Saturday, November 25, 2006


- FEET -

Our feet are the intricate structures of fifty-two small bones each bound by four layers of muscle. The mechanism is a miracle combination of strength and flexibility, designed to support the weight of the whole body, maintain its balance, propel it in motion and to act as shock absorbers. To do their job efficiently the feet must be alive, supple and springy, otherwise their weakness will transmit up through the legs and into the hips and the rest of the body, throwing the whole structure out of alignment. Through the practice of yoga the feet gradually begin to come alive; the toes regain the independence of movement that they were born with, the arches lift, the ankles strengthen. To be stable and solid on our feet is to feel secure and confident at a very fundamental and profound level, giving us the base from which to walk tall through life. To achieve (a deep backbend) is impossible unless you have learned to establish a powerful connection between your feet and the floor.

Why, then, do most of us neglect them? Anyone who has suffered so much as an ingrowing toenail knows how we take our feet for granted most of the time, and how incapacitated we are when they cause us problems. Given their elemental importance, you would think that a large, wide, muscle-bound foot would be the ultimate aesthetic, and yet the foot has been the subject of fetishism and distortion; the idealised foot is small, delicate and soft, not a functioning clod-hopper. The most famously extreme example of this comes from China, where it was the custom to bind women’s feet from early childhood so that they remained tiny and became squashed-up to the point of deformity, thereby incapacitating the women. Throughout history small, soft feet have been the erotic ideal, representing class, a life of leisure, and beauty. ‘I don’t love you coz your feet’s too big,’ goes the jazz song. Until recently in the Western world – where most people can afford shoes – women particularly have stuffed their feet into shoes that are too small, squashed their toes into sharp points and thrown the balance of their whole weight onto towering heels with tiny stiletto bases, forcing them to walk with their bottoms stuck out and their hips swaying. Not only does this put intolerable strain on their lower backs and knees, but clearly restricts freedom of movement both practically and symbolically. Anthropologists may be excused for equating these dictates of Western fashion with the indignities once inflicted on women in China.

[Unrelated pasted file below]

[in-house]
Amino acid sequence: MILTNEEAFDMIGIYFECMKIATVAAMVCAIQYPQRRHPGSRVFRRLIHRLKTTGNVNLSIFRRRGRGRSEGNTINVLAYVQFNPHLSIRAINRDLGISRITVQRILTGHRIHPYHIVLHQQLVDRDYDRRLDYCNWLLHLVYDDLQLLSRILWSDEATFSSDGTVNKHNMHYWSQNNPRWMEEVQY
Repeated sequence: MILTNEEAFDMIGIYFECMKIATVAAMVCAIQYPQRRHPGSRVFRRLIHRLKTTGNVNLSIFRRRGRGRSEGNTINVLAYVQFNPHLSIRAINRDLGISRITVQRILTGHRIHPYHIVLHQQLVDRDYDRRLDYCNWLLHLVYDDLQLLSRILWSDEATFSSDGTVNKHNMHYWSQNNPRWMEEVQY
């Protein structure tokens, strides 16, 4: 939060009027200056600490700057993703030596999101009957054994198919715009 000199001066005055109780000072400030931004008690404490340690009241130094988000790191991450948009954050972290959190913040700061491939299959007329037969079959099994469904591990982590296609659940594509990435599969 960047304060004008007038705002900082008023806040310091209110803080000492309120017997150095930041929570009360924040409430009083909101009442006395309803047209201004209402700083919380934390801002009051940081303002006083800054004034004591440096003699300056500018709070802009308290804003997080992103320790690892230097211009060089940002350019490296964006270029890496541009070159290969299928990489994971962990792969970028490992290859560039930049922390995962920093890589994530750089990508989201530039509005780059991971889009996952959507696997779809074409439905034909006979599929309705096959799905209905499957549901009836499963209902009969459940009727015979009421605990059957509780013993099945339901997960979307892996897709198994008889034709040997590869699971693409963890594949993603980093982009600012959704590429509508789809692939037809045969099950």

But there are many places in the world still, especially in cultures where it is normal to walk barefoot, as in India, in which beautiful feet are portrayed as strong, sinuous and flexible. This is particularly true of representations in the Buddha, as if real enlightenment were only possible with lovely wide, grounded feet.

(From Kathy Phillips' wonderful book, The Spirit of Yoga.)

We spend a great deal of time and effort wishing our bodies were thinner, or more flexible, or stronger, or taller or shorter, anything other than what they are. This just alienates body and mind, and since the goal of yoga is union of body, mind and soul, becoming comfortable in and with your body is a vital first step towards unity. Maybe start with your feet. Our feet are our foundations; our first point of contact with the earth, and just as with a house, if the foundations are shaky or poorly cared for, the rest of the structure will be weak. Start to watch how you stand, where you carry your weight, and make subtle changes that will take you closer to balance.

You can do this in the queue at the supermarket, while brushing your teeth, in fact any time you are standing.

In your yoga practice, focus on the fine muscular adjustments in your foot as you stand in Tadasana (Mountain Pose) or balance on one leg in Vrksasana (Tree Pose). Wear comfortable shoes, walk barefoot, have a pedicure or reflexology. Celebrate your feet, your foundations, and enjoy how they support you all day, and particularly in yoga class!


Anonymous said...

If there's 52 small bones in your feet, +- 50 in your hands, and about 210 bones in total, there's very little room for error in these poses.

Nadine Fawell said...

Or, and this is more alarming, a great deal of room for error!